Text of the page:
East Turkestan: Increased Deportation Of Uyghurs Following Railway Station Killings
Chinese authorities are deporting large numbers of ethnic minority Uyghurs back to East Turkestan from the south-western Chinese province of Yunnan. The same is happening in other Chinese cities. There have been indications that Chinese cities have stepped up measures targeting Uyghurs on the basis of their ethnicity since the killings on March 1 2014. Human rights activists condemn the tendency towards enforced ethnic segregation.
Below is an article published by the Radio Free Asia.
Authorities in the southwestern Chinese province of Yunnan are deporting large numbers of ethnic minority Uyghurs back to the troubled region of Xinjiang [East-Turkestan] following deadly knife attacks at the Kunming railway station at the beginning of the month, local residents and an exile group said on Wednesday [12 March 2014].
"The government put them on buses and drove them to Kunming [Yunnan's capital], and each person was given a subsidy of 1,000 yuan [U.S. $163]," a resident of Yunnan's Shadian township told RFA's Cantonese Service. "They made them take the train back to their hometowns." "I heard that Uyghurs from Honghe prefecture and other places were all sent back to Xinjiang as well," said the resident.
The move followed warnings last week from an official in the Xinjiang Uyghur Autonomous Region that China's mostly Muslim Uyghur minority could face a further backlash of discrimination in the wake of the Kunming railway station killings as the authorities tighten security restrictions based on ethnic profiling.
Mutalif Obul, commissioner of Xinjiang's Kashgar prefecture, told state media that Chinese cities had stepped up measures targeting Uyghurs on the basis of their ethnicity following the March 1  stabbings that left 33 dead in what authorities have labeled a "terror attack" carried out by Uyghur separatists.
An employee who answered the phone at a guesthouse in Honghe's Shiping county said that other people from outside Yunnan were being subjected to police interviews since the deadly attacks. "It's not just people from Xinjiang," the employee said. "If you are from another province, the police will basically come and visit you to check you out." "If an outsider checks into a guesthouse, the police will come to the guesthouse to carry out checks [on that person]," he said. But he didn't give examples of any non-Uyghur outsiders who had been sent home.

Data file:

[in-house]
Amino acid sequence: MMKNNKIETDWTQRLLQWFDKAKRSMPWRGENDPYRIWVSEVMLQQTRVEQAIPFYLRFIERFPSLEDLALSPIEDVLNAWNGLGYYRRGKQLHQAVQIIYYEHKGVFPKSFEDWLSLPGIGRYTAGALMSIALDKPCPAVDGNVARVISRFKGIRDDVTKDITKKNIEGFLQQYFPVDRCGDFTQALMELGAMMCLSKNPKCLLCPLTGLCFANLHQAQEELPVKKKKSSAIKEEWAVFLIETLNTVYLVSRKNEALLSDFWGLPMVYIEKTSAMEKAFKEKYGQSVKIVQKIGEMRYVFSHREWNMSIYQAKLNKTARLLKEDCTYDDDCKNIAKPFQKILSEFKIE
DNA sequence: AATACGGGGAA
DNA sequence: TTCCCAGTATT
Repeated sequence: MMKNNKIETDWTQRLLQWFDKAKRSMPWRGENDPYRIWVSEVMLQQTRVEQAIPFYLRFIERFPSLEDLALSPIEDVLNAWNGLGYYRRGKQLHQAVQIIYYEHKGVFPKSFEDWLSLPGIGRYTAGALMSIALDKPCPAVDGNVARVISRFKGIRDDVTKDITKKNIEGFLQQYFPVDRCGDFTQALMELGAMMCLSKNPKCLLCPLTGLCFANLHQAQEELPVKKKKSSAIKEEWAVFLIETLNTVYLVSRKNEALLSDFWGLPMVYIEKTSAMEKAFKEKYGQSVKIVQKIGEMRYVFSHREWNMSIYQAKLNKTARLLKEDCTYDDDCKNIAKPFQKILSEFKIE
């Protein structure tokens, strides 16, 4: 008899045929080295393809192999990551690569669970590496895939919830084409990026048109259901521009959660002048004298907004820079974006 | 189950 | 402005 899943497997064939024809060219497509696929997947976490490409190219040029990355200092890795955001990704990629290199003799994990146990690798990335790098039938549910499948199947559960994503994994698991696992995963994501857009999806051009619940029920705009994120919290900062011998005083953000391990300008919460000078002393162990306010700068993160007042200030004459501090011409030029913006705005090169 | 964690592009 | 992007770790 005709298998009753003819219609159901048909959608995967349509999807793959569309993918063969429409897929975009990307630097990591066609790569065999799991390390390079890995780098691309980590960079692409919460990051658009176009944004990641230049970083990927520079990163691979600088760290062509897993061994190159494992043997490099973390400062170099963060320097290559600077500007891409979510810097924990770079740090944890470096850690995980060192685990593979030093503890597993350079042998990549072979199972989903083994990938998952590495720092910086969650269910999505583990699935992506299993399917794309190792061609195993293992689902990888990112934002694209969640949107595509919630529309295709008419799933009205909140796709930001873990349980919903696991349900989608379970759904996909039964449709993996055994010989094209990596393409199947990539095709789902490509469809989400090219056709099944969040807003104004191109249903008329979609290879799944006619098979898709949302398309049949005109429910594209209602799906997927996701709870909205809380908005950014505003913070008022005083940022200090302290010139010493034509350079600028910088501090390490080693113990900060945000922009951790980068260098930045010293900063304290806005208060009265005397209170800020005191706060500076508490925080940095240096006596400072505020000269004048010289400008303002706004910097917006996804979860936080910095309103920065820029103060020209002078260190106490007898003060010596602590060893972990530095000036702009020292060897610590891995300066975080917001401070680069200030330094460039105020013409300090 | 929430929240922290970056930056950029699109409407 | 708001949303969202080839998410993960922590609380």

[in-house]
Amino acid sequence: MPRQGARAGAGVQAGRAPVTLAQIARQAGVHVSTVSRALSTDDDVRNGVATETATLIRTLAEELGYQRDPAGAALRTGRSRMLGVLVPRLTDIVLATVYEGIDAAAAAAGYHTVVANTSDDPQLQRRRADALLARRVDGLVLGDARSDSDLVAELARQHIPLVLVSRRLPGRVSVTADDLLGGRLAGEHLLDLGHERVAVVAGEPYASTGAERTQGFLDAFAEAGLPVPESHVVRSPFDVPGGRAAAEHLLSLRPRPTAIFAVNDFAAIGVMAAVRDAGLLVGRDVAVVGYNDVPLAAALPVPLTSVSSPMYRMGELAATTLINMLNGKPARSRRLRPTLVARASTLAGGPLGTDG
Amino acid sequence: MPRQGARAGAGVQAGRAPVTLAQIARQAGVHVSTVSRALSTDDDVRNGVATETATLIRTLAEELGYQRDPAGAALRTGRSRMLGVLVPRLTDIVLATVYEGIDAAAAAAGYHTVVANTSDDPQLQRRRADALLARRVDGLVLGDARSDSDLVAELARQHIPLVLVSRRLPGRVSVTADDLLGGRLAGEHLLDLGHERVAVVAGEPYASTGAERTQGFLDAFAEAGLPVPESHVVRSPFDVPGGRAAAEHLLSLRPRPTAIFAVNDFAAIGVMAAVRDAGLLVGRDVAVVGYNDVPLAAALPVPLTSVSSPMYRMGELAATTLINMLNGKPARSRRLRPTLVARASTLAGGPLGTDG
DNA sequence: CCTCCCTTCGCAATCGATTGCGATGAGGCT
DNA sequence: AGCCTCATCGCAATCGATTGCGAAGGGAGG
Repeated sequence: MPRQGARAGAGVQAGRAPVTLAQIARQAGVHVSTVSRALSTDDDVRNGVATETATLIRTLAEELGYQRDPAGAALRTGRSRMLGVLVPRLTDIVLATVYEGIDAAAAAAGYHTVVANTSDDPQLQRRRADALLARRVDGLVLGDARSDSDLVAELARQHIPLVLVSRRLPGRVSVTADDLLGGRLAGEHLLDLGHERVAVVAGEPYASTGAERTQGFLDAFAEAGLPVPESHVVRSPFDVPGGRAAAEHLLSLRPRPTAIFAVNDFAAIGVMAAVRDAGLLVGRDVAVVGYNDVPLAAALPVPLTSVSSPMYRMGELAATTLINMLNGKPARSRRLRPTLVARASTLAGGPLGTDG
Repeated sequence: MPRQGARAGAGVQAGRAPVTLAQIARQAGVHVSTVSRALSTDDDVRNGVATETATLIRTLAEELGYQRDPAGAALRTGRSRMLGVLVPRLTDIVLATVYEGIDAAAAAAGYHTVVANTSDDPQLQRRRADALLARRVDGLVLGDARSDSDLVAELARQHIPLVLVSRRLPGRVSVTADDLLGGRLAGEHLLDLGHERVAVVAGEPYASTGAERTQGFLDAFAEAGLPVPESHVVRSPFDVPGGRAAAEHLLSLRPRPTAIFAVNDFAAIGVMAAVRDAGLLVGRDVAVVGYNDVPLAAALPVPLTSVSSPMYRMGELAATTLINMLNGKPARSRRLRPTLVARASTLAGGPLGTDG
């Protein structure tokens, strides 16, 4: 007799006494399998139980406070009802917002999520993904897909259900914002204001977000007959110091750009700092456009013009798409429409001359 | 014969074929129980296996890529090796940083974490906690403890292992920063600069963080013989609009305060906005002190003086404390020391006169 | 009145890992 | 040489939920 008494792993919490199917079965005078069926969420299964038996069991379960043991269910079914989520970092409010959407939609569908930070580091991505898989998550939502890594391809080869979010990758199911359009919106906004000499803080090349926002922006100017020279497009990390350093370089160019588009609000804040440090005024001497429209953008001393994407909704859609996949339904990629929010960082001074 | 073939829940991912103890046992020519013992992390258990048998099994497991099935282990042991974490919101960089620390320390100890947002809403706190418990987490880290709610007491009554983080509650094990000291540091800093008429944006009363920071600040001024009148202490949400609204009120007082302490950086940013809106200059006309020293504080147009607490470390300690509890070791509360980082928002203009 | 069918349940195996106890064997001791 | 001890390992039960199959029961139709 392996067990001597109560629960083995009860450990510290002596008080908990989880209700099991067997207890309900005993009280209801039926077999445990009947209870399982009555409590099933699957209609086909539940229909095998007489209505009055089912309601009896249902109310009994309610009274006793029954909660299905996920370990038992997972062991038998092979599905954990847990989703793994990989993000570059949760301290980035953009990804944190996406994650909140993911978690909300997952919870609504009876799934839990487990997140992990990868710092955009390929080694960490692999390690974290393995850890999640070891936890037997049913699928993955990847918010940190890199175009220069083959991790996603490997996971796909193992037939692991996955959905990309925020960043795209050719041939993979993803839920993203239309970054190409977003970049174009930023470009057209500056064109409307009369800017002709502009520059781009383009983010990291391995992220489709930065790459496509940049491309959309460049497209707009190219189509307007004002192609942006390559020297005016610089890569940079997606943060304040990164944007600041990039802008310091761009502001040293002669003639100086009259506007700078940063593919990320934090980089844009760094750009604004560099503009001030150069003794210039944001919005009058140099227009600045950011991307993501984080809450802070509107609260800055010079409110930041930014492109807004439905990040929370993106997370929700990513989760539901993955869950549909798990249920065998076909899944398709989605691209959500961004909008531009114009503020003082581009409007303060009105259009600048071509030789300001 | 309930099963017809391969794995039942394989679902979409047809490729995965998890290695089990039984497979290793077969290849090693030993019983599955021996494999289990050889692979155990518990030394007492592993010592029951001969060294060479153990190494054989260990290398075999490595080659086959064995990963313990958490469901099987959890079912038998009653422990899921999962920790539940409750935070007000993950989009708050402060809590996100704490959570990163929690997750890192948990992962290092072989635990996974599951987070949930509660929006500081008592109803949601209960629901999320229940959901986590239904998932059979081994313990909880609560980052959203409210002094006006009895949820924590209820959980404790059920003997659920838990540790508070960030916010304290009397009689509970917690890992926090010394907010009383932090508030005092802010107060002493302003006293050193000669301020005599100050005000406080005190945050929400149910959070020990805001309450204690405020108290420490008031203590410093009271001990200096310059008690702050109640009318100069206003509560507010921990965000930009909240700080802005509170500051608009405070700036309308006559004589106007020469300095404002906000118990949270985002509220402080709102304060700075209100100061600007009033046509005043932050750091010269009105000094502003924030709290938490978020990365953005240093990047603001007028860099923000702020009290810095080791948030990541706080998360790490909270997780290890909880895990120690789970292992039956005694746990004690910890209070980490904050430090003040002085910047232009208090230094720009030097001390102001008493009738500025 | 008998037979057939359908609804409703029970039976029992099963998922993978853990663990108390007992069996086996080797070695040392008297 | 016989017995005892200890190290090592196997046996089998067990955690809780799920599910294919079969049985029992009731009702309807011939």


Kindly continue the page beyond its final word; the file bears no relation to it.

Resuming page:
Hong Kong's Ming Pao newspaper reported on Wednesday that nearly 900 Uyghurs have been subjected to internal deportation since the Kunming attacks. Uyghurs in Shadian had more economic opportunities and were able to practice Islam with fewer restrictions than in tightly controlled Xinjiang, the paper said, quoting local sources.
Ilshat Hassan, vice-president of the Uyghur American Association, said similar moves were afoot to "repatriate" Uyghurs from other major Chinese cities. Authorities have taken similar steps in Beijing, Henan, and Shaanxi, according to sources who spoke to the U.S.-based group. "Other places are already doing this: Beijing, Henan, and Shaanxi, as well as Yao'an," Hassan said. "They are all sending Uyghurs back." "Previously, they just wouldn't allow them to stay in guesthouses; now they are openly demanding that they go back [to Xinjiang]," he said.Rights activists said the tendency towards enforced ethnic segregation is a dangerous one. "For the state to be removing Uyghurs from mainland China contravenes the idea that people can move freely around the country," Henryk Szadziewski, senior researcher with the Uyghur Human Rights Project, told RFA's Mandarin Service. "It promotes a form of segregation. Already, we see in Urumqi itself ... all across the region, people almost selectively segregate themselves," he said.
He said that while the attacks in Kunming should be utterly condemned, further investigation is needed into the factors behind the attacks, which Beijing has labeled an act of terrorism by overseas-sponsored Uyghur separatists who had been planning to wage "jihad." "It's critical we get to the bottom of what happened ... who these people were, what they were doing there, what their motivations were," Szadziewski said.Meanwhile, U.S.-based rights activist Liu Qing, former head of Human Rights in China (HRIC), said the move to send Uyghurs away from Yunnan is a "serious violation" of their rights. "There is no evidence suggesting that these people are connected to the terror attack," Liu said. "A rational society should not discriminate against these innocent people." "The Uyghurs who are sent back to Xinjiang [East Turkestan] may share their outrage with their compatriots, and that will fan the flames of hatred, which is an ingredient of terrorism," he said.
Szadziewski called on Beijing to involve Uyghurs more, not less, in their own future. "To be demonizing Uyghurs in contemporary China is a serious issue, because if you push people to the margins, they will have few choices, and they will go looking for other alternatives," he said. "Bring them in. Make them decision-makers. Make them participate in their own destiny," he said.